CMU student discovers rare King James Bible

Discussion in 'Bible Versions/Translations' started by Ben W, Jan 14, 2006.

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  1. Ben W

    Ben W
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    By John Longhurst

    WINNIPEG, Man. — A rare first edition of the King James Bible has been found in the archives at the University of Manitoba, thanks to a Canadian Mennonite University student.

    The Bible, dating to 1611, was discovered by Jason Peters, a fourth-year English major doing his practicum in the University of Manitoba archives.

    The university knew the Bible was an early edition of the King James translation but didn’t know how early until Peters took a close look at it. Through careful research, he was able to match more than 50 errors in the university’s Bible to those found in other copies of the first edition.

    In addition to being rare — there may be only one other first edition of the King James Bible in Canada — the Bible is very valuable. First editions have sold for more than $400,000 U.S. at recent auctions.

    “Although the Bible was previously believed to date from 1611, there was some uncertainty as to whether it was a first or second edition,” Peters said.

    While it contains the famous mistake in Ruth 3:15 — the first edition has “he” instead of “she” — “that in itself doesn’t provide conclusive evidence, since there are later editions that repeat the first edition’s error,” Peters said.

    By referring to the extensive research published in David Norton’s book, A Textual History of the King James Bible, Peters was able to match up other errors.

    “It took a couple of days’ work comparing the editions,” he said.

    After doing his research, Peters called in CMU English professor Paul Dyck, who confirmed the Bible’s unique status.

    The Bible was in a collection of rare Bibles donated in 1897 to Winnipeg’s St. John’s College by Anglican clergyman Daniel Greatorex of London. A note attached to the Bible says it is believed to have once been the property of King James himself, but no one knows who typed the note or why. Peters intends to research that mystery over the next few months.

    For Peters, who attends Winnipeg’s St. Margaret’s Anglican Church, the discovery was a highlight of his practicum.

    “I really enjoy old books,” he said. His English courses with Dyck, including one called “The History of the Book,” caused him to want to do his practicum in an archive.

    http://www.mennoweekly.org/JAN/01-16-06/BIBLE01-16.html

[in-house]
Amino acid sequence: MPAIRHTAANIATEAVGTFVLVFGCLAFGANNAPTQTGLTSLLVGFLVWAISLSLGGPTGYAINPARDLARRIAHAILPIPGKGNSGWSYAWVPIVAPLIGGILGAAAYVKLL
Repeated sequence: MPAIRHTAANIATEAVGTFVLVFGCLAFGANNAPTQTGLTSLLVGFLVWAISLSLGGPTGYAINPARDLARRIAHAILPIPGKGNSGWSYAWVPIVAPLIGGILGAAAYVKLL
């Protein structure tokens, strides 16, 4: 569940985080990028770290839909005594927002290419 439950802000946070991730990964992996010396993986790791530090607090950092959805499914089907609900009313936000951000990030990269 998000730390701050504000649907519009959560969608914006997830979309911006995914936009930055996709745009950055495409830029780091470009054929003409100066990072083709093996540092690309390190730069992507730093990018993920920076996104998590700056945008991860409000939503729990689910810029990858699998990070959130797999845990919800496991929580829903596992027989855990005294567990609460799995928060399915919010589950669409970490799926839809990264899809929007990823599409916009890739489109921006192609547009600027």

2. Keith M

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    Wow! I think I'll rush right out and buy that copy. $400G is chump change! :rolleyes:

    Seriously, it is good that this early copy of the KJV has been found. I wonder what other treasures the original donation to St. John's might contain?
     
  3. Deacon

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    I followed the article to David Norton’s A TEXTUAL HISTORY OF THE KING JAMES BIBLE, looks interesting but yikes, the price, it’s £55.00/$85.50 @ Amazon.

    I also noticed a rather interesting new KJV version by the same source,
    THE NEW CAMBRIDGE PARAGRAPH BIBLE

    “Modern KJVs have until now been based on the 1769 version, which contains many layers of changes made, both knowingly and unintentionally, by successive printers and editors. Using evidence as diverse as the manuscript work of the original translators, and the results of extensive computer collation of electronically held texts, Norton has carefully stripped away accretions and errors, and produced a scholarly edition of the King James Bible for the new century that will restore the authority of the 1611 translation.”

    See a review @ http://www.ianpaisley.org/article.asp?ArtKey=newedition

    Rob
     
  4. Mexdeaf

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    The 'Textual History' book is available at Half.com for around $63. I'd buy it but that's half my grocery bill for a week.
     
  5. Logos1560

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    I would assume that this student made use of Norton's appendix 1 that listed the "Printer's errors in the first edition" of the 1611
    (pp. 167-172).
     
  6. jw

    jw
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    Wow, didn't know they went for that much.

    Hey Doc Cass - didn't you say once that someone gave you a copy of a 1st edition KJV? Quite the treasure [​IMG]
     
  7. Deacon

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    The price difference between "a copy of a first edition" and a real "first edition" is considerable.

    Rob
     
  8. Craigbythesea

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    Richard Hunne’s personal copy of the 1410 Wycliffe New Testament is currently for sale at $2,750,000. A first printing of the first edition of the 1535 Coverdale Bible is currently for sale at $444,000. A 1537 Matthew-Tyndale Bible is currently for sale for $225,000. A first printing of the 1539 Great Bible is currently for sale at $165,000; 2nd and 3rd printing of this Bible are for sale for much less. Although a “He” variant (the most valuable variant) of the first edition KJV sold for $400,000 at a Sotheby's auction in 2001, a number of these first edition “He” variants are currently for sale from one dealer for prices ranging from $125,000- $400,000. “She” variants of the first edition of the 1611 KJB can be had for as little as $95,000.

    [​IMG]
     
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